Rt Hon JOHN KEY: It would be selective to look at that, because one would also have to look at the personal tax cuts, which will add about $28 a week more, after all the costs of an average household rising to $41 by 2014.

Hon Phil Goff: Will GST add an estimated $7,000 to $8,000 to the price of the average new home bought by a homebuyer?

Rt Hon JOHN KEY: I do not have that number to hand, but I can say that New Zealanders will be in a much better position to buy a home when they can keep more of their own income, and they will do that under our personal tax cut plan.

Hon Phil Goff: What additional burden will the increase in GST put on reconstruction costs in the Canterbury region from 1 October?

Rt Hon JOHN KEY: The Earthquake Commission has made it clear that it will pay out the first $100,000 on property and $20,000 on contents at a GST rate of 15 percent; the bulk will be in that category and therefore will be covered.

Hon Phil Goff: Will the Prime Minister confirm that, in fact, the Government will add a further burden of $2,500 for every $100,000 spent during that reconstruction?

Rt Hon JOHN KEY: No.

Hon Phil Goff: I seek leave of the House to table the New Zealand Institute of Economic Research quarterly predictions for September 2010, which state that half of all households will be worse off by the end of the year then they were a year ago

Mr SPEAKER: Leave is sought to table that document. Is there any objection? There is no objection. Document, by leave, laid on the Table of the House.

Mōkihinui Hydro Dam—Effect on Endangered Species

3. KEVIN HAGUE (Green) to the Minister of Conservation: Does she agree with Forest and Bird that “many endangered species will meet a watery death, or be rudely shunted from their homes”, if the Mōkihinui dam is given the green light?

Hon KATE WILKINSON (Minister of Conservation): In the resource consent hearing the Department of Conservation submitted that the dam would involve significant disruption to threatened native wildlife. I have seen no reason to doubt the department’s analysis.

Kevin Hague: Can she confirm that the public conservation land that would be flooded by the dam is home to 16 species of threatened indigenous birds, four species of threatened lizards, three subspecies of threatened land snails, and several species of nationally threatened plants?

Hon KATE WILKINSON: I can confirm that the area referred to by the member has some threatened native wildlife, but I emphasis that there is currently no application before the Department of Conservation.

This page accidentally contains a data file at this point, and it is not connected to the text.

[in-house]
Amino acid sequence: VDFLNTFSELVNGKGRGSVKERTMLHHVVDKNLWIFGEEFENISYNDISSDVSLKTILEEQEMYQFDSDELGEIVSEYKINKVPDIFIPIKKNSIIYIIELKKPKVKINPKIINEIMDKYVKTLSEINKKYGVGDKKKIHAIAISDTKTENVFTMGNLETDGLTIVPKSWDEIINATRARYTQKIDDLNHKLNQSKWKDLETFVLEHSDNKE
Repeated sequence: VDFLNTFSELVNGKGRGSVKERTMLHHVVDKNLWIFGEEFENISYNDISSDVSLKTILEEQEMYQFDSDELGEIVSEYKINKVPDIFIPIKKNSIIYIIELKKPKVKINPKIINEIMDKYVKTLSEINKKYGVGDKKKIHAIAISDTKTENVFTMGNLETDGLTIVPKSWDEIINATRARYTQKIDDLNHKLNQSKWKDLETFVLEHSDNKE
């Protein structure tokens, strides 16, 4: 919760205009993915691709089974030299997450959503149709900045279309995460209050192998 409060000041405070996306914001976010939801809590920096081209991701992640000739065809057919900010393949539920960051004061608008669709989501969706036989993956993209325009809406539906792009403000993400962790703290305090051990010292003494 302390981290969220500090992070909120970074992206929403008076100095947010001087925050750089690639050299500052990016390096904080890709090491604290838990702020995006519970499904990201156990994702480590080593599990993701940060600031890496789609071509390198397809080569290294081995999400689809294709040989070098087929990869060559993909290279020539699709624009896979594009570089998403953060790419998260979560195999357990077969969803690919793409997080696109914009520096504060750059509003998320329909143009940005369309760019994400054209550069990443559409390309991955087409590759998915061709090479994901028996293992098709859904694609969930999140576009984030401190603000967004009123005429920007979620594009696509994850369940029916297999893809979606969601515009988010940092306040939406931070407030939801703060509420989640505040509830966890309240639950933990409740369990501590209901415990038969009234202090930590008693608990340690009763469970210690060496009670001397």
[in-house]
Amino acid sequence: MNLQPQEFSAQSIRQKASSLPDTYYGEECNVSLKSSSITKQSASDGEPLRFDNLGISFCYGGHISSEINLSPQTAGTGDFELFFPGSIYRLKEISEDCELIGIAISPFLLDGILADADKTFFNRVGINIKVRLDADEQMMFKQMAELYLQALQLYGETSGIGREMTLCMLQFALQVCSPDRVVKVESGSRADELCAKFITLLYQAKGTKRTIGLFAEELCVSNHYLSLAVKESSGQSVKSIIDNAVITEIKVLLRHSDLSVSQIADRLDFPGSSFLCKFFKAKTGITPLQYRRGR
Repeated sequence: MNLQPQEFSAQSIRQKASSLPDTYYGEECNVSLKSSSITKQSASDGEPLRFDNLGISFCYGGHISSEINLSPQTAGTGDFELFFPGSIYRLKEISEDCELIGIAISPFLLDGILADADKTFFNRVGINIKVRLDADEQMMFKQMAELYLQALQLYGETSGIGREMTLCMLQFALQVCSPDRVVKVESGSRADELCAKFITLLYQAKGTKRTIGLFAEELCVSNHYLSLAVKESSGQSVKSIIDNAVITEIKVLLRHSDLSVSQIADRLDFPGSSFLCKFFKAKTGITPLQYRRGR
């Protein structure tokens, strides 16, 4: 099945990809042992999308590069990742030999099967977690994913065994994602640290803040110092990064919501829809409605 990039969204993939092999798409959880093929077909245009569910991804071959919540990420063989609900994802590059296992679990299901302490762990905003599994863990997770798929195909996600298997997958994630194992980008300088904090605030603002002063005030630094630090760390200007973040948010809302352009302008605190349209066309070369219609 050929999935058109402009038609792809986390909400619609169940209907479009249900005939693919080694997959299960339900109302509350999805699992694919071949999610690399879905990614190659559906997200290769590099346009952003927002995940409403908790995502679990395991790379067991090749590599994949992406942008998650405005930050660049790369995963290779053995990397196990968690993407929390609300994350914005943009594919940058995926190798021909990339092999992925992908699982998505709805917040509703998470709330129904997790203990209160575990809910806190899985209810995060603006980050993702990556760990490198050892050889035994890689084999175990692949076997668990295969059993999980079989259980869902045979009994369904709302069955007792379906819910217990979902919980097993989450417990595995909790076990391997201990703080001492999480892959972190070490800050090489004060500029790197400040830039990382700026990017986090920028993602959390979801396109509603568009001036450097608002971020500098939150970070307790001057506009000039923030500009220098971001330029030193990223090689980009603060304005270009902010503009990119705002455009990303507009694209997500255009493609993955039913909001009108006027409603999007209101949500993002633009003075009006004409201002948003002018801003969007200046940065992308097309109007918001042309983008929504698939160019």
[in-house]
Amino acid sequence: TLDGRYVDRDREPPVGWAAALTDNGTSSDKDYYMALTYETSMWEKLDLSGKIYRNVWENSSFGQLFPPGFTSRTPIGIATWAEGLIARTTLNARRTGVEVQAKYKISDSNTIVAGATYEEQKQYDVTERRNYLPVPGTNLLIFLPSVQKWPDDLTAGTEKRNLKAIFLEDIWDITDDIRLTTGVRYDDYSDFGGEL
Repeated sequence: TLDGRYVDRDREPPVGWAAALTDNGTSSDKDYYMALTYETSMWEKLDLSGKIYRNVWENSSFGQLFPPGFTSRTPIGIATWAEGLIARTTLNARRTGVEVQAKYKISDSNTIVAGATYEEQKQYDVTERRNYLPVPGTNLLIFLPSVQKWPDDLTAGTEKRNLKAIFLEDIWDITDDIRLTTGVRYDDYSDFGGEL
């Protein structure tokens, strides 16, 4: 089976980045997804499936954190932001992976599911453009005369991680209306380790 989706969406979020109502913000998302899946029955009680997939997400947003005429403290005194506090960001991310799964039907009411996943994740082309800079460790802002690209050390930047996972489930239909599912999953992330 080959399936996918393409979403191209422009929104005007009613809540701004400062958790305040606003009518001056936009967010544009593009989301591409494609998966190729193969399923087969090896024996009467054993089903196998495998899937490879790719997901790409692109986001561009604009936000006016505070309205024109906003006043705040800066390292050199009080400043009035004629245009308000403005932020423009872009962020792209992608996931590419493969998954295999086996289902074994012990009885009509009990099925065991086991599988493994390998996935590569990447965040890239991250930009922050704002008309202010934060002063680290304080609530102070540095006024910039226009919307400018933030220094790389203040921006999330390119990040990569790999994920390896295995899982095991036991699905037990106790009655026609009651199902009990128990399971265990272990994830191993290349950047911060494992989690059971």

Kevin Hague: Can she confirm that the dam will not be able to proceed unless she agrees to swap the Mōkihinui land for some other land of higher conservation value?

Hon KATE WILKINSON: I say again that there is currently no application before the Department of Conservation. As the potential decision maker, it is not advisable for me to make public comment on the merits or otherwise of any hypothetical proposal that may be put to the department.

Kevin Hague: I raise a point of order, Mr Speaker. The point of the question was whether the Minister agrees that her consent is required for the dam to proceed. She did not address that point in her answer.

Mr SPEAKER: It appeared to me that the Minister was saying that it was not in the public interest for her to comment further on the specificity of the issue. It is solely for the Minister to judge on that matter. I cannot overrule a Minister if he or she argues that it is not in the public interest to comment further on a specific matter.

Kevin Hague: Does the Minister accept the Department of Conservation’s advice that the public conservation land within the Mōkihinui River has such high value that it is most unlikely to be suitable for exchange at all; if so, why wait for a revised proposal from Meridian Energy before ruling out a land swap?

Hon KATE WILKINSON: It would be inappropriate to answer that question, because, in effect, it may prejudge the merits of an application if, indeed, an application is made. There is no such application at the moment.

Kevin Hague: If she will not rule out a land swap now, will she at least ask her colleague the Minister for State Owned Enterprises to encourage our company Meridian Energy to make its land swap proposal before the matter comes up in the Environment Court next year, saving us all a lot of time and money?

Hon KATE WILKINSON: There is no land swap or land exchange application at the moment. If there is one in the future, it will be considered under the usual provisions of the Conservation Act, the Conservation General Policy, and other relevant statutory documents such as the West Coast Te Tai o Poutini Conservation Management Strategy. Until an application is made, I cannot comment further.

Kevin Hague: I raise a point of order, Mr Speaker. I am not asking the Minister to comment on a land swap proposal; I accept that she will not do that. My question was about a conversation with her colleague the Minister for State Owned Enterprises, and she has not addressed that point, at all.

Mr SPEAKER: I apologise to the honourable member, but, again, it is difficult for me to ask the Minister to be more specific when the member is asking a hypothetical question. Until she knows what might happen, she cannot tell the member whether she feels the need to have a conversation with a colleague in the future. I think the member has to be reasonable. When asking hypothetical questions, it is very difficult to pin down a Minister because the circumstances are not precisely known.